I thought going back through all of these base features of Swift would be a bore, but it was quite fun. And despite this being the
nth time I was going over this stuff, I still learned a few new things.
First, I didn’t realize that if you want an initialize an array of type
Any, you can’t depend on type inference. Swift won’t infer an Array type if the initial values don’t have a class, parent class, struct, or protocol in common.
Also, I didn’t realize that you could define and initialize an Array using the syntax below. I guess if you explicitly specify the type in the definition, you don’t need to specify a type in the initialization part of the statement.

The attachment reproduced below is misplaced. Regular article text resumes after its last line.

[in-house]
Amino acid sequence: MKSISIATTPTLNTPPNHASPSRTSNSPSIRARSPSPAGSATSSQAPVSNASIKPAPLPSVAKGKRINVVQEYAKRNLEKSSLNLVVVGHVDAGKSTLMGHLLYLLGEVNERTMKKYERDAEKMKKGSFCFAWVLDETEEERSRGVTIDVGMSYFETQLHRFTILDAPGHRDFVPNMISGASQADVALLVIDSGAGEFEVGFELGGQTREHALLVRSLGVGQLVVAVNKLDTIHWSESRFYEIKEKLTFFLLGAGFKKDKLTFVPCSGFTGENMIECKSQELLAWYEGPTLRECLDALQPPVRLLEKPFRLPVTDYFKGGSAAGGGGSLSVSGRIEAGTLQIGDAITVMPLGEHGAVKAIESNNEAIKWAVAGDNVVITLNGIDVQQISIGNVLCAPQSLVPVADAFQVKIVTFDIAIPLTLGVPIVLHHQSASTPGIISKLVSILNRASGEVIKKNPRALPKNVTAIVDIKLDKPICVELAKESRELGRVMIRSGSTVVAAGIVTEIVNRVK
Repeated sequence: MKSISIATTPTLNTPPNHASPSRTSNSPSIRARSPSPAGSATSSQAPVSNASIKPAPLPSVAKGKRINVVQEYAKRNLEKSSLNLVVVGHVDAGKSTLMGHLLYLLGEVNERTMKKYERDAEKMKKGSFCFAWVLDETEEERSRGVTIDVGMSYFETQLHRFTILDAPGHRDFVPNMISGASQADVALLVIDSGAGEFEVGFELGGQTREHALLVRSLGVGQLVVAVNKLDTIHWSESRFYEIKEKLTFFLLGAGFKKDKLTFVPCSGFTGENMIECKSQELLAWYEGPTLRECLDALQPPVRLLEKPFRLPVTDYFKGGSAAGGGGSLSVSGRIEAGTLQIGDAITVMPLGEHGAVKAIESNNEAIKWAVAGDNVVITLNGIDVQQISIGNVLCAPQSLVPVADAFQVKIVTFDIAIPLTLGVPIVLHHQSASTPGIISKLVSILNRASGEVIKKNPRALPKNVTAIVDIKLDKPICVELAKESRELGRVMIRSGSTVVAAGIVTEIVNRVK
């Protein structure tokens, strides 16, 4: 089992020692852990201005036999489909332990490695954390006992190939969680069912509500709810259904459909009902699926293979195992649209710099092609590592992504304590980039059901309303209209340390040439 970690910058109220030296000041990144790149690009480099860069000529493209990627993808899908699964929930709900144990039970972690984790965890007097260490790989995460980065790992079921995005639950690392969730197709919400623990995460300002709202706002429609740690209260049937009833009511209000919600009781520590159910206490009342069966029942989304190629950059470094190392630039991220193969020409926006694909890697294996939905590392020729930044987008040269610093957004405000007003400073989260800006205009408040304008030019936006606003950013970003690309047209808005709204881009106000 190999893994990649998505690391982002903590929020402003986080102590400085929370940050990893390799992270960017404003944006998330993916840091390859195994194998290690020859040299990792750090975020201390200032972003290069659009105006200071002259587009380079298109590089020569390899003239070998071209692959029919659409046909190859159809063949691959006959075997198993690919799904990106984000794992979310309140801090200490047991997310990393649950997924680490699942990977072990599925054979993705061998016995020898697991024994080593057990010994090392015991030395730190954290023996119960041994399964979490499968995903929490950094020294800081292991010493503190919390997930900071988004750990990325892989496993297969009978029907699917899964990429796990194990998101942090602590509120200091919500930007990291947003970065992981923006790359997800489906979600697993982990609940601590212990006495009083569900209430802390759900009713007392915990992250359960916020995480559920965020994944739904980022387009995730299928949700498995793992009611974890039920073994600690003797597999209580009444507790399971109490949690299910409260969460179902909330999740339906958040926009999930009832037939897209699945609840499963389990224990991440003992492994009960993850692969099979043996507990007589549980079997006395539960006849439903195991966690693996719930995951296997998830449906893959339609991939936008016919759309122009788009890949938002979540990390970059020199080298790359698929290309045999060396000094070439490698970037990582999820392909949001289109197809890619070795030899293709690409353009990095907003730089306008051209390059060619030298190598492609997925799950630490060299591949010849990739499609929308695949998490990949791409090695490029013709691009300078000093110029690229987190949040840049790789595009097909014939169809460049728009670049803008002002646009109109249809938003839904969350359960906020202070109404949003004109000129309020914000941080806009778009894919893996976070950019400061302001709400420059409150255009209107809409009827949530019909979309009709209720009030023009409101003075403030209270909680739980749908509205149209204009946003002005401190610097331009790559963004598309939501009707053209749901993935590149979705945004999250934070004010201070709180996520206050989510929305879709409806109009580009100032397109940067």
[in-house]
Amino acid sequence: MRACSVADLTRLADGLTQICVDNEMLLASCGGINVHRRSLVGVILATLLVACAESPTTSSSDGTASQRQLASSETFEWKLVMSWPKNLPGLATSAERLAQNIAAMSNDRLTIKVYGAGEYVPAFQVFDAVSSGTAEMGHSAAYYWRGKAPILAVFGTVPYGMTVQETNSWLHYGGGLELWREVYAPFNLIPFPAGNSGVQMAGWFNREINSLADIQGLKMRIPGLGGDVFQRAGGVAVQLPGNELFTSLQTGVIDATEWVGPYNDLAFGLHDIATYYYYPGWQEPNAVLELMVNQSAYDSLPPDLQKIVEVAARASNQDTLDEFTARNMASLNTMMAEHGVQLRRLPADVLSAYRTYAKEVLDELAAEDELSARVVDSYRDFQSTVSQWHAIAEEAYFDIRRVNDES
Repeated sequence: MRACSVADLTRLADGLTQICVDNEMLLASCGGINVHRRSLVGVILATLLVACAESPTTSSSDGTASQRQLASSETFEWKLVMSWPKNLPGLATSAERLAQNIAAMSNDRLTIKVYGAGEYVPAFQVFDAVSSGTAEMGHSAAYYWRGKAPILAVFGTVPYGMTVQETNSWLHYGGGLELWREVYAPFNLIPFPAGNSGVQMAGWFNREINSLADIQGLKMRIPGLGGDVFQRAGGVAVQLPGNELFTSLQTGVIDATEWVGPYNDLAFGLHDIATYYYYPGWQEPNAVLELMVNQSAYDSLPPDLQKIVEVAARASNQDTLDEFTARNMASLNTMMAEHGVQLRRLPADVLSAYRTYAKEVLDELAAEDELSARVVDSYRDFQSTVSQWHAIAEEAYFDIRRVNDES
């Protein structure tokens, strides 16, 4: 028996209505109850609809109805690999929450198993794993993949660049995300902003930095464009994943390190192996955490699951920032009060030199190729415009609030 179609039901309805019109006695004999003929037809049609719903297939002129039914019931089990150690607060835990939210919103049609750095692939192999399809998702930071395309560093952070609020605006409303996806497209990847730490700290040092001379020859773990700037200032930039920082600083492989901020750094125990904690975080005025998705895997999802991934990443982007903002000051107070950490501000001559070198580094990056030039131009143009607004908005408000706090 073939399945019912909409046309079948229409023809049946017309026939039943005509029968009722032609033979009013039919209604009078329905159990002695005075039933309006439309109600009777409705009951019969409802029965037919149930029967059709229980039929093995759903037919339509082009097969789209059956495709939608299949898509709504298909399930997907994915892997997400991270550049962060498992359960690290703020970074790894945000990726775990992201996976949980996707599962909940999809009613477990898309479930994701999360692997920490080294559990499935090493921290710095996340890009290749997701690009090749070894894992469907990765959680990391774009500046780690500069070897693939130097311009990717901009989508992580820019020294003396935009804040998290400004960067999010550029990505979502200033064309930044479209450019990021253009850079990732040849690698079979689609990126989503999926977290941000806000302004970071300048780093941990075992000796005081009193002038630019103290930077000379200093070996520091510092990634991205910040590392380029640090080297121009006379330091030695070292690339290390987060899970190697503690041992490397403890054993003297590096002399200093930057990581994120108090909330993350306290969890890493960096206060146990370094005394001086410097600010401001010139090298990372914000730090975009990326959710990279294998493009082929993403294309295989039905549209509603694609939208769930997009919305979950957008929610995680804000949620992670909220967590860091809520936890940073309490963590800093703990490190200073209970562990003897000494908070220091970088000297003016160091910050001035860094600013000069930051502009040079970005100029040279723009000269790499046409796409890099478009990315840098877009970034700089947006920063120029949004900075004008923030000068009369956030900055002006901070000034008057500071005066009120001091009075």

var powers: [String] =  powers.append("Super strength")
This made me wonder if dictionaries in Swift allowed a similar initialization syntax. Turns out they do.
var thingsICanSmell: [String: Bool] = [:] thingsICanSmell["coffee"] = true thingsICanSmell["dog poop"] = true thingsICanSmell["iocane powder"] = false